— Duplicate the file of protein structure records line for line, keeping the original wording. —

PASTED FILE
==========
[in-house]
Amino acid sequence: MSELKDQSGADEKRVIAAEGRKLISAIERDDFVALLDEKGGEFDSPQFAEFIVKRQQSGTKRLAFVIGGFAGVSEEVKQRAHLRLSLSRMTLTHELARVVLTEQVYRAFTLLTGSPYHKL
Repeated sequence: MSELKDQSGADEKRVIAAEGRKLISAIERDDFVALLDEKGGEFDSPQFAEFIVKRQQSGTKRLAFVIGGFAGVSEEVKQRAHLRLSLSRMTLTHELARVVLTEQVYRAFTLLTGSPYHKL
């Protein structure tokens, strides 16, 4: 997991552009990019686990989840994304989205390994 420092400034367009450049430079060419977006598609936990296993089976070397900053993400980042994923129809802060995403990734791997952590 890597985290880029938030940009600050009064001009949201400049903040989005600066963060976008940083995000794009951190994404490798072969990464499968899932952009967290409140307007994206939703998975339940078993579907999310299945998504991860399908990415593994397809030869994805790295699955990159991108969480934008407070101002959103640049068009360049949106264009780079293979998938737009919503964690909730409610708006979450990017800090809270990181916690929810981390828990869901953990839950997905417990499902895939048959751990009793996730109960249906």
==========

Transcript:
[in-house]
Amino acid sequence: MSELKDQSGADEKRVIAAEGRKLISAIERDDFVALLDEKGGEFDSPQFAEFIVKRQQSGTKRLAFVIGGFAGVSEEVKQRAHLRLSLSRMTLTHELARVVLTEQVYRAFTLLTGSPYHKL
Repeated sequence: MSELKDQSGADEKRVIAAEGRKLISAIERDDFVALLDEKGGEFDSPQFAEFIVKRQQSGTKRLAFVIGGFAGVSEEVKQRAHLRLSLSRMTLTHELARVVLTEQVYRAFTLLTGSPYHKL
């Protein structure tokens, strides 16, 4: 997991552009990019686990989840994304989205390994 420092400034367009450049430079060419977006598609936990296993089976070397900053993400980042994923129809802060995403990734791997952590 890597985290880029938030940009600050009064001009949201400049903040989005600066963060976008940083995000794009951190994404490798072969990464499968899932952009967290409140307007994206939703998975339940078993579907999310299945998504991860399908990415593994397809030869994805790295699955990159991108969480934008407070101002959103640049068009360049949106264009780079293979998938737009919503964690909730409610708006979450990017800090809270990181916690929810981390828990869901953990839950997905417990499902895939048959751990009793996730109960249906």